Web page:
A decade-old vengeance coursed through John Studebaker’s veins.
Everyone and everything counseled against it.
But in the end, did he really have a choice? He was who he was. And that man killed those who needed killing.
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About the Author
Author Bio: John Brinling
I was born in Pittsburgh, Pa. on June 8, 1936. I grew up in Pittsburgh and didn’t leave home until I was 21 and heading off to graduate school at the University of Illinois in Chicago. I’ve attended multiple universities: Duquesne, U. of Illinois, U. of Pittsburgh, Columbia. And I have a B.S. in Pharmacy and an M.S. in Pharmacology. I was married in 1975 and have one daughter.
I have been writing all of my life. I wrote my first novel when I was sixteen. “Black Dawn.” It dealt with segregation and the KKK. Whatever happened to it I don’t know.
Since then, earning a living has preempted long periods of my life when I wrote very little. My wife and I are both in data processing (IT nowadays) and we usually work long hours when we are on a contract, which meant I spent little time writing fiction when gainfully employed. The birth of my daughter offered me another excuse for not writing, but that’s what it was: an excuse. Writing is hard. But it’s in my DNA and I keep returning to it, despite some part of me that prefers the lazy life. However, not writing is unthinkable, and I am constantly exploring ideas even when I’m not committing them to paper.
I lived and worked in Europe for seven years. I met my wife In Italy where we both worked for the same company, and were married in 1975. The contract we were working on ended that year and we took two years off to live in England, in a 300 year old farmhouse in Wiltshire. It was in that farmhouse that I wrote “The Ghost Of A Flea,” as well as another book titled “Quarantine,” which is a science fiction thriller.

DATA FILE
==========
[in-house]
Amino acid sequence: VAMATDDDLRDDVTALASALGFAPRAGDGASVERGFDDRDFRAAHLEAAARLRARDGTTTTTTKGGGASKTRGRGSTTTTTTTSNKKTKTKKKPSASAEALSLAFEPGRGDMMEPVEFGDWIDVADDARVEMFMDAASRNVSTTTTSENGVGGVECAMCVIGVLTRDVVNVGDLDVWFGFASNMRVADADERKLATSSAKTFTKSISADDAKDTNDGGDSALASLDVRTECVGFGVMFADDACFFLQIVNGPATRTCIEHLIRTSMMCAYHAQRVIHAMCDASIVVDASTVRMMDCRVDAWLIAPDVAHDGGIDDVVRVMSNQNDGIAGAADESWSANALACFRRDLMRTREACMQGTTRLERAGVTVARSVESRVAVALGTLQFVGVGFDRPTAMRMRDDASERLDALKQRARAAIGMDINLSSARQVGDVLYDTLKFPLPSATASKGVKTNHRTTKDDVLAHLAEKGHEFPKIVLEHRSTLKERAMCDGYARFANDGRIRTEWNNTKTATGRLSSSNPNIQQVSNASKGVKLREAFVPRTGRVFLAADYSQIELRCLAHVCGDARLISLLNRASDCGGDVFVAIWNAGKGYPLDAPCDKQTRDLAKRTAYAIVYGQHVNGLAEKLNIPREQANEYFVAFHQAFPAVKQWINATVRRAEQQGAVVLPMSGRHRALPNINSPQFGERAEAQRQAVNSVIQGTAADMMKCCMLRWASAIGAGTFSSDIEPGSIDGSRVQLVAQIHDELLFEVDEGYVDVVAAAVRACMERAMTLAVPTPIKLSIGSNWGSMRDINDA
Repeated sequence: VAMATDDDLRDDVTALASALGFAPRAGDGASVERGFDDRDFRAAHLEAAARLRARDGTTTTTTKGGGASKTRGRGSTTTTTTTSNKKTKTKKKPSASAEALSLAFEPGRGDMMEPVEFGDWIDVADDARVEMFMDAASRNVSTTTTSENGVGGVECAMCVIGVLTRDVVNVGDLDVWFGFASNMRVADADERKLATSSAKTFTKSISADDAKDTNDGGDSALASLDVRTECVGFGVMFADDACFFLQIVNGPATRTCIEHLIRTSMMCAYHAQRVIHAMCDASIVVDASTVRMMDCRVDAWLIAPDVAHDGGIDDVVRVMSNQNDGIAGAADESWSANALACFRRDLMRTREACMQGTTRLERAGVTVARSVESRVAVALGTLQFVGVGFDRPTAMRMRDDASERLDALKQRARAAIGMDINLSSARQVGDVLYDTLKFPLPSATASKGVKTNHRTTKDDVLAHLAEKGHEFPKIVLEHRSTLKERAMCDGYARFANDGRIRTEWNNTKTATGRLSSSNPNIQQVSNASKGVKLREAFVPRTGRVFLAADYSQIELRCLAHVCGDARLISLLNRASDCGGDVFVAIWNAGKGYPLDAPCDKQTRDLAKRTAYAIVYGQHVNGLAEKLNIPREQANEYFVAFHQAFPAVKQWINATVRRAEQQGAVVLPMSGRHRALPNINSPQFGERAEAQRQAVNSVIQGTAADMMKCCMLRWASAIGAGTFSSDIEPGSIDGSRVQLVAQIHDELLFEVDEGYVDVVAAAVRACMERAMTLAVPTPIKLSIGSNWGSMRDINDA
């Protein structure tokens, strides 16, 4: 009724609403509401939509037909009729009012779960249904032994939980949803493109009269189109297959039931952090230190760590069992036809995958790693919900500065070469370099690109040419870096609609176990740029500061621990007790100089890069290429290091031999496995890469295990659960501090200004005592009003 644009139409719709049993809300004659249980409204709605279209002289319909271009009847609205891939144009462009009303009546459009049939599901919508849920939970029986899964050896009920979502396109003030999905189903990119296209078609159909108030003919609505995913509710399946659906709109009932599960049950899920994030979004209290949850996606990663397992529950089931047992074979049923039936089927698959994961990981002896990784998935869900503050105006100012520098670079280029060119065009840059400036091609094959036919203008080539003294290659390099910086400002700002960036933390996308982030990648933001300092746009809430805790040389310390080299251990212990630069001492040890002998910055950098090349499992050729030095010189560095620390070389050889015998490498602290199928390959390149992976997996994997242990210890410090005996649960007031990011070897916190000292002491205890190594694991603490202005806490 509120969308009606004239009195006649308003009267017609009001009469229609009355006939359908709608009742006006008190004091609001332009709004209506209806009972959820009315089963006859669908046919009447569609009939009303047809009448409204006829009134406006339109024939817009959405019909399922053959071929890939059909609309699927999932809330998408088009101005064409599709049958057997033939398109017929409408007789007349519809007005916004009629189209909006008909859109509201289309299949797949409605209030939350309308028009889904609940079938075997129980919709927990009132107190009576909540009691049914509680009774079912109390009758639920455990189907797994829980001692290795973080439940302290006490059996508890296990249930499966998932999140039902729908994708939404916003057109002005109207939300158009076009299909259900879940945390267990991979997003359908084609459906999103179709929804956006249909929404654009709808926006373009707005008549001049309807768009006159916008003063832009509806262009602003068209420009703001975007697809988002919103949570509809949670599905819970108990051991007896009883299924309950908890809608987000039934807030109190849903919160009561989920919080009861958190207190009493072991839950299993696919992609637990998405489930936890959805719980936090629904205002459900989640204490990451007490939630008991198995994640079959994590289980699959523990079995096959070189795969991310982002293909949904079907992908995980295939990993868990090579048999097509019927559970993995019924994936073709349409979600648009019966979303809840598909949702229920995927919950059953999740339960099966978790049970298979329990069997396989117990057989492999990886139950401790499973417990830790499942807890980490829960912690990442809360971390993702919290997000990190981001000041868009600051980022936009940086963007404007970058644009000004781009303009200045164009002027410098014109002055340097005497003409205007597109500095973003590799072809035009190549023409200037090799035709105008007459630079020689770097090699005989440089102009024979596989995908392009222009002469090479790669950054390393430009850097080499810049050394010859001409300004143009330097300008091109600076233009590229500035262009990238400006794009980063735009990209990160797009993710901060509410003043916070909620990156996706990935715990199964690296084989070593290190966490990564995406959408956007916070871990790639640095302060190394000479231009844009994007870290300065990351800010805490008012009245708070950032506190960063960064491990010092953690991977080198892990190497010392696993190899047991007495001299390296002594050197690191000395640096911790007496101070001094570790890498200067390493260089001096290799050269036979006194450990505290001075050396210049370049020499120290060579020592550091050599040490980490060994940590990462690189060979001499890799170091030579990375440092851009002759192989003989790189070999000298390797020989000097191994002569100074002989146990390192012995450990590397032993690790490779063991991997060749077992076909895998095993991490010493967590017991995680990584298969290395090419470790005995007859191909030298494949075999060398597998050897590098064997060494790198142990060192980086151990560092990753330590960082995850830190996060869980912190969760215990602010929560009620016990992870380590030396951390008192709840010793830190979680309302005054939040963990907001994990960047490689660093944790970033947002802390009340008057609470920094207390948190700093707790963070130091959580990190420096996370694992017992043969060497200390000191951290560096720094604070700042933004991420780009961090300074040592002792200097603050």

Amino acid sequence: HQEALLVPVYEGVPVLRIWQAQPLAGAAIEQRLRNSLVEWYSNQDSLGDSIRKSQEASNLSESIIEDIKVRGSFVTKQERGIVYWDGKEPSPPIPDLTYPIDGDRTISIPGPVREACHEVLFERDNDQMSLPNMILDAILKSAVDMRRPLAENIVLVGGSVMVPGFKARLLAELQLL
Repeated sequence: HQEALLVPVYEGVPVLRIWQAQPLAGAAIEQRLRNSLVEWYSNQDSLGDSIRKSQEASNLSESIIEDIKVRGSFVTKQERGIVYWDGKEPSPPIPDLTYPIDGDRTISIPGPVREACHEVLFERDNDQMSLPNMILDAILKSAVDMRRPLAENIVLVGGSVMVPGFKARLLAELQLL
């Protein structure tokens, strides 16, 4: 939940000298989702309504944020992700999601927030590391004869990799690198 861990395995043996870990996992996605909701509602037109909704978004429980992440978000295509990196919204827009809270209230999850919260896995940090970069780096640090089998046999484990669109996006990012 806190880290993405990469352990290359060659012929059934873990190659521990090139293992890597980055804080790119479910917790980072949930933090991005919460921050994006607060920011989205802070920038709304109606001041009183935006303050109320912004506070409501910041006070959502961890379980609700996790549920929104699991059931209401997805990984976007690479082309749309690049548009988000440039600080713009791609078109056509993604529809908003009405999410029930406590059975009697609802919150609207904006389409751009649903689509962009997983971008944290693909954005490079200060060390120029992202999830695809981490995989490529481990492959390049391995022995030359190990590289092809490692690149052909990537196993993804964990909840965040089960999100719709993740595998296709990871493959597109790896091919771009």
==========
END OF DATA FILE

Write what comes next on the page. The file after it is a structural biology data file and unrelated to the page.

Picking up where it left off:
“The Ghost” has a strong autobiographical component. I was a programmer/analyst. The office ambience in the novel is similar to life in my New York office, although the intrigues were of an entirely different nature. I had a good friend who lived in Sparta. I lived for a time near the George Washington Bridge. The building manager was an Irishman, who became a good friend, and an integral character in the book.
“Quarantine” is set in East Africa, where my wife and I vacationed, and I drew liberally on what we read, saw, and experienced.
I had an agent back then who marketed both books, and came very close to selling them to both Doubleday and St. Martins. Unfortunately he died before completing the sale and I put the books on a shelf and forgot about them for 35 years. Only this year did I resurrect them and publish them on Amazon’s Kindle and Smashwords.
In 1977, my wife and I returned to the states and founded our IT consulting firm, Brinling Associates. For the next fifteen years we worked hard building our business. I wrote one novel during that time, a book titled “Alone,” which dealt with a man in an irreversible coma who is aware of what is happening around him, but is unable to communicate with the real world. I thought the book was lost, but have just recently found a hardcopy of the book and have begun reworking it..
In 1990, during a down period in our business activities, I wrote several other novels which I am attempting to bring out of retirement. These novels were also put on the shelf when circumstances re-ignited our business opportunities. One book – “The Watcher,” an occult horror thriller – is already self-published. The other is a much larger work, a rural mystery series tentatively titled “The Valley Mysteries” set in Vermont, that I’m still working on.